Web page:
With Legend Of Grimrock coming up soon, my thoughts turned back to the original Dungeon Master. Released in 1987, a year I mostly spent aged 9, it was for me one of the most defining games of my childhood. Smart, enormous, and terrifying, it was such a stride forward for gaming. But I was pretty certain getting it working on a Windows 7 box was going to be something of a fiddly nightmare. Not so!
Browsing through the comments below my article on Grimrock, I noticed something from the unimprovably named ‘Swabbleflange’. There is a version that just works, without an emulator, and it’s free. It’s right here.
I’m not quite sure what the deal is with the copyrights here. Developers FTL no longer exist, although publishers Interplay still sort of carry on in some form. And this is, in some peculiar form, almost an original work. A madman by the name of Paul Stevens spent six months, eight hours a day, writing 120,000 lines of what he calls “pseudo-assembly language” to rebuild it in C++. And then released the game and source code for free. Can he do that? I’ve decided that yes, he can, which legitimises my promoting it to you.
If you’re wondering why someone would be mad enough to do that for a game that was actually released on PC, it’s because peculiarly, its first sequel, Chaos Strikes Back, never was. And thus the necessity for such an astonishing amount of labour. Which means both are available. Although if my 11 year old self is anything to go by, it was impossibly difficult.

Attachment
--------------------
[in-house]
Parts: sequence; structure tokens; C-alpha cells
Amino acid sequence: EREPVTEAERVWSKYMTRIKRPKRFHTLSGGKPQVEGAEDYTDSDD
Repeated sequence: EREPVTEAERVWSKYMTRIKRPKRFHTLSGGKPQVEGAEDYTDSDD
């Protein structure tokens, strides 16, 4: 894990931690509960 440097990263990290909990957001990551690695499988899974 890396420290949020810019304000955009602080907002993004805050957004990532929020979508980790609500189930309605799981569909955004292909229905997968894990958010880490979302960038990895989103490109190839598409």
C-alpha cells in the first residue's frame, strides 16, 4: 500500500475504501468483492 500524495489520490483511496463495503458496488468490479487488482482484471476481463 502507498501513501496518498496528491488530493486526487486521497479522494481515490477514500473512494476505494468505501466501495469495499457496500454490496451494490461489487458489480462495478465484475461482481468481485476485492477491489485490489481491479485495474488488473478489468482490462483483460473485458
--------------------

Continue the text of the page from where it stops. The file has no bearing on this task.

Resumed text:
I don’t think there’s any game that immediately evokes memories of a period of my life as vividly as Dungeon Master. I’ve written before about the terror of watching my dad’s hand shake as he fought the dragon, but this is the first time I’ve actually played the game since, and goodness me, just the opening screen seems to open the door to a loft of young emotions and experiences.
The first corridor makes me shiver, immediately sent back to my parents’ kitchen, two refits ago, my dad’s Atari ST on the recently fitted surface near the door (such that you’d always hit the TV it was plugged into if you opened it too quickly).
And then I met a group of mummies and instantly died. And my dad’s on the other side of the country, so can’t get me past that bit.